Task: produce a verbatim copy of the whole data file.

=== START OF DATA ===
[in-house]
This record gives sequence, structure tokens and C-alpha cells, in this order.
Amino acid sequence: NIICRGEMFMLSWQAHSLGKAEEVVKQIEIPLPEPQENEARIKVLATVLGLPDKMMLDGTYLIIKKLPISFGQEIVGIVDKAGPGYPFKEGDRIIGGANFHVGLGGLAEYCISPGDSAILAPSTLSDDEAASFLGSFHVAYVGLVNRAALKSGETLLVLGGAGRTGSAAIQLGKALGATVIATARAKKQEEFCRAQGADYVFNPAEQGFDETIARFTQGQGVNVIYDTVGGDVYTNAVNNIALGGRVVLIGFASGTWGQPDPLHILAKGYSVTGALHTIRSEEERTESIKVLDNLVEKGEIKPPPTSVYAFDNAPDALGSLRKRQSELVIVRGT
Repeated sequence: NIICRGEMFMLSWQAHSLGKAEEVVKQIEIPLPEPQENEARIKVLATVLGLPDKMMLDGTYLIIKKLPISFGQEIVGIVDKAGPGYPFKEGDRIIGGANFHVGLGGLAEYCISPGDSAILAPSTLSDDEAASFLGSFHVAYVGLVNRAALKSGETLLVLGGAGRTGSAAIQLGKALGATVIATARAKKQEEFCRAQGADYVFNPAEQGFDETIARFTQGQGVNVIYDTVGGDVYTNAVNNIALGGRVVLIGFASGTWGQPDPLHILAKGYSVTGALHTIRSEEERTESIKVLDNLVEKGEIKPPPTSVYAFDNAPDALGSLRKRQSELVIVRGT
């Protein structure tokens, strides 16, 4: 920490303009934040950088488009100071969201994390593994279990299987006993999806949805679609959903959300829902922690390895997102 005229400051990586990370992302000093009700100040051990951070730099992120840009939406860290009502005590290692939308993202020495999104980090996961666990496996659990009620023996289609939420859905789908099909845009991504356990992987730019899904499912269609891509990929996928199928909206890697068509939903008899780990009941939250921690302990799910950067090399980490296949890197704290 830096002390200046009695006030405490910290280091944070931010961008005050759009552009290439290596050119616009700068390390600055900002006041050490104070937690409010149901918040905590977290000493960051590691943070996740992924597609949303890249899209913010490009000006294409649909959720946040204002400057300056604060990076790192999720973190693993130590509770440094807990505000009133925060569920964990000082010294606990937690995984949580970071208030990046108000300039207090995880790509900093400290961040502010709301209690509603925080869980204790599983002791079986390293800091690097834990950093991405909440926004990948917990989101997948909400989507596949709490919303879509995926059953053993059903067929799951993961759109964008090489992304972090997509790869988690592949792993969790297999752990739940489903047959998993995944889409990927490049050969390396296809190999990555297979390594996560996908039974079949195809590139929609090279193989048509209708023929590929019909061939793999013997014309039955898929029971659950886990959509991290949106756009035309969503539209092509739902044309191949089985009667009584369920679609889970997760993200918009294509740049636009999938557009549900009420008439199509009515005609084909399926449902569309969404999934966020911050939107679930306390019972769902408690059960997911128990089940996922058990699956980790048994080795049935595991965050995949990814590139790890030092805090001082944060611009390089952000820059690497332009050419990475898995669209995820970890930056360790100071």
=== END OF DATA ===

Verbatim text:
[in-house]
This record gives sequence, structure tokens and C-alpha cells, in this order.
Amino acid sequence: NIICRGEMFMLSWQAHSLGKAEEVVKQIEIPLPEPQENEARIKVLATVLGLPDKMMLDGTYLIIKKLPISFGQEIVGIVDKAGPGYPFKEGDRIIGGANFHVGLGGLAEYCISPGDSAILAPSTLSDDEAASFLGSFHVAYVGLVNRAALKSGETLLVLGGAGRTGSAAIQLGKALGATVIATARAKKQEEFCRAQGADYVFNPAEQGFDETIARFTQGQGVNVIYDTVGGDVYTNAVNNIALGGRVVLIGFASGTWGQPDPLHILAKGYSVTGALHTIRSEEERTESIKVLDNLVEKGEIKPPPTSVYAFDNAPDALGSLRKRQSELVIVRGT
Repeated sequence: NIICRGEMFMLSWQAHSLGKAEEVVKQIEIPLPEPQENEARIKVLATVLGLPDKMMLDGTYLIIKKLPISFGQEIVGIVDKAGPGYPFKEGDRIIGGANFHVGLGGLAEYCISPGDSAILAPSTLSDDEAASFLGSFHVAYVGLVNRAALKSGETLLVLGGAGRTGSAAIQLGKALGATVIATARAKKQEEFCRAQGADYVFNPAEQGFDETIARFTQGQGVNVIYDTVGGDVYTNAVNNIALGGRVVLIGFASGTWGQPDPLHILAKGYSVTGALHTIRSEEERTESIKVLDNLVEKGEIKPPPTSVYAFDNAPDALGSLRKRQSELVIVRGT
């Protein structure tokens, strides 16, 4: 920490303009934040950088488009100071969201994390593994279990299987006993999806949805679609959903959300829902922690390895997102 005229400051990586990370992302000093009700100040051990951070730099992120840009939406860290009502005590290692939308993202020495999104980090996961666990496996659990009620023996289609939420859905789908099909845009991504356990992987730019899904499912269609891509990929996928199928909206890697068509939903008899780990009941939250921690302990799910950067090399980490296949890197704290 830096002390200046009695006030405490910290280091944070931010961008005050759009552009290439290596050119616009700068390390600055900002006041050490104070937690409010149901918040905590977290000493960051590691943070996740992924597609949303890249899209913010490009000006294409649909959720946040204002400057300056604060990076790192999720973190693993130590509770440094807990505000009133925060569920964990000082010294606990937690995984949580970071208030990046108000300039207090995880790509900093400290961040502010709301209690509603925080869980204790599983002791079986390293800091690097834990950093991405909440926004990948917990989101997948909400989507596949709490919303879509995926059953053993059903067929799951993961759109964008090489992304972090997509790869988690592949792993969790297999752990739940489903047959998993995944889409990927490049050969390396296809190999990555297979390594996560996908039974079949195809590139929609090279193989048509209708023929590929019909061939793999013997014309039955898929029971659950886990959509991290949106756009035309969503539209092509739902044309191949089985009667009584369920679609889970997760993200918009294509740049636009999938557009549900009420008439199509009515005609084909399926449902569309969404999934966020911050939107679930306390019972769902408690059960997911128990089940996922058990699956980790048994080795049935595991965050995949990814590139790890030092805090001082944060611009390089952000820059690497332009050419990475898995669209995820970890930056360790100071």